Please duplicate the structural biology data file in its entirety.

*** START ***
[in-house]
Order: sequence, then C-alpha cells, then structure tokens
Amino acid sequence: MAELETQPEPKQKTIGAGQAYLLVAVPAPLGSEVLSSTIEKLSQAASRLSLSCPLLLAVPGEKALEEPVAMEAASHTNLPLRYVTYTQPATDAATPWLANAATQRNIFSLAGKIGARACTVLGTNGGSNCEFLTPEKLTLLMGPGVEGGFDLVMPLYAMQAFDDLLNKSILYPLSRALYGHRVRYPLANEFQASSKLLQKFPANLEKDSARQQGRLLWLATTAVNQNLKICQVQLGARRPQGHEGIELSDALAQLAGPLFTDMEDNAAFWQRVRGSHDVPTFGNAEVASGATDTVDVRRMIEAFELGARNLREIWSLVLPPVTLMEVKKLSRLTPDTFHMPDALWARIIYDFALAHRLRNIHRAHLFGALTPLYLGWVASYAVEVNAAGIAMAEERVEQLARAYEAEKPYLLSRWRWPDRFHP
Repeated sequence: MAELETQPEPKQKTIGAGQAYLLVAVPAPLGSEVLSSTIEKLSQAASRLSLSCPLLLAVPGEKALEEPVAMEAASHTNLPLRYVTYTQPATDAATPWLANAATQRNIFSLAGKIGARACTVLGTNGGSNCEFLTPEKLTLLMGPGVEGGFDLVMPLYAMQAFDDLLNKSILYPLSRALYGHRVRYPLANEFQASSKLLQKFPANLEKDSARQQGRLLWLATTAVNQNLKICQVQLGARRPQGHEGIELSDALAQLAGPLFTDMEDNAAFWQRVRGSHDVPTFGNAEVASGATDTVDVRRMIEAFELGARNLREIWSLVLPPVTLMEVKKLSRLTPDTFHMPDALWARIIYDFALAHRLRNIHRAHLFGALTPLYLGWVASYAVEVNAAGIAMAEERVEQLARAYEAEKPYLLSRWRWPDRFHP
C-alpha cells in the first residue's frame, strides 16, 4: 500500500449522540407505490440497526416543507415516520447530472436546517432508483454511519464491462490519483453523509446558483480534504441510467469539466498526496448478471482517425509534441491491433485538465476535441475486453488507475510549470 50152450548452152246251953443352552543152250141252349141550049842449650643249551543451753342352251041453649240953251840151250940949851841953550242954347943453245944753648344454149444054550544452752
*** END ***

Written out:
[in-house]
Order: sequence, then C-alpha cells, then structure tokens
Amino acid sequence: MAELETQPEPKQKTIGAGQAYLLVAVPAPLGSEVLSSTIEKLSQAASRLSLSCPLLLAVPGEKALEEPVAMEAASHTNLPLRYVTYTQPATDAATPWLANAATQRNIFSLAGKIGARACTVLGTNGGSNCEFLTPEKLTLLMGPGVEGGFDLVMPLYAMQAFDDLLNKSILYPLSRALYGHRVRYPLANEFQASSKLLQKFPANLEKDSARQQGRLLWLATTAVNQNLKICQVQLGARRPQGHEGIELSDALAQLAGPLFTDMEDNAAFWQRVRGSHDVPTFGNAEVASGATDTVDVRRMIEAFELGARNLREIWSLVLPPVTLMEVKKLSRLTPDTFHMPDALWARIIYDFALAHRLRNIHRAHLFGALTPLYLGWVASYAVEVNAAGIAMAEERVEQLARAYEAEKPYLLSRWRWPDRFHP
Repeated sequence: MAELETQPEPKQKTIGAGQAYLLVAVPAPLGSEVLSSTIEKLSQAASRLSLSCPLLLAVPGEKALEEPVAMEAASHTNLPLRYVTYTQPATDAATPWLANAATQRNIFSLAGKIGARACTVLGTNGGSNCEFLTPEKLTLLMGPGVEGGFDLVMPLYAMQAFDDLLNKSILYPLSRALYGHRVRYPLANEFQASSKLLQKFPANLEKDSARQQGRLLWLATTAVNQNLKICQVQLGARRPQGHEGIELSDALAQLAGPLFTDMEDNAAFWQRVRGSHDVPTFGNAEVASGATDTVDVRRMIEAFELGARNLREIWSLVLPPVTLMEVKKLSRLTPDTFHMPDALWARIIYDFALAHRLRNIHRAHLFGALTPLYLGWVASYAVEVNAAGIAMAEERVEQLARAYEAEKPYLLSRWRWPDRFHP
C-alpha cells in the first residue's frame, strides 16, 4: 500500500449522540407505490440497526416543507415516520447530472436546517432508483454511519464491462490519483453523509446558483480534504441510467469539466498526496448478471482517425509534441491491433485538465476535441475486453488507475510549470 50152450548452152246251953443352552543152250141252349141550049842449650643249551543451753342352251041453649240953251840151250940949851841953550242954347943453245944753648344454149444054550544452752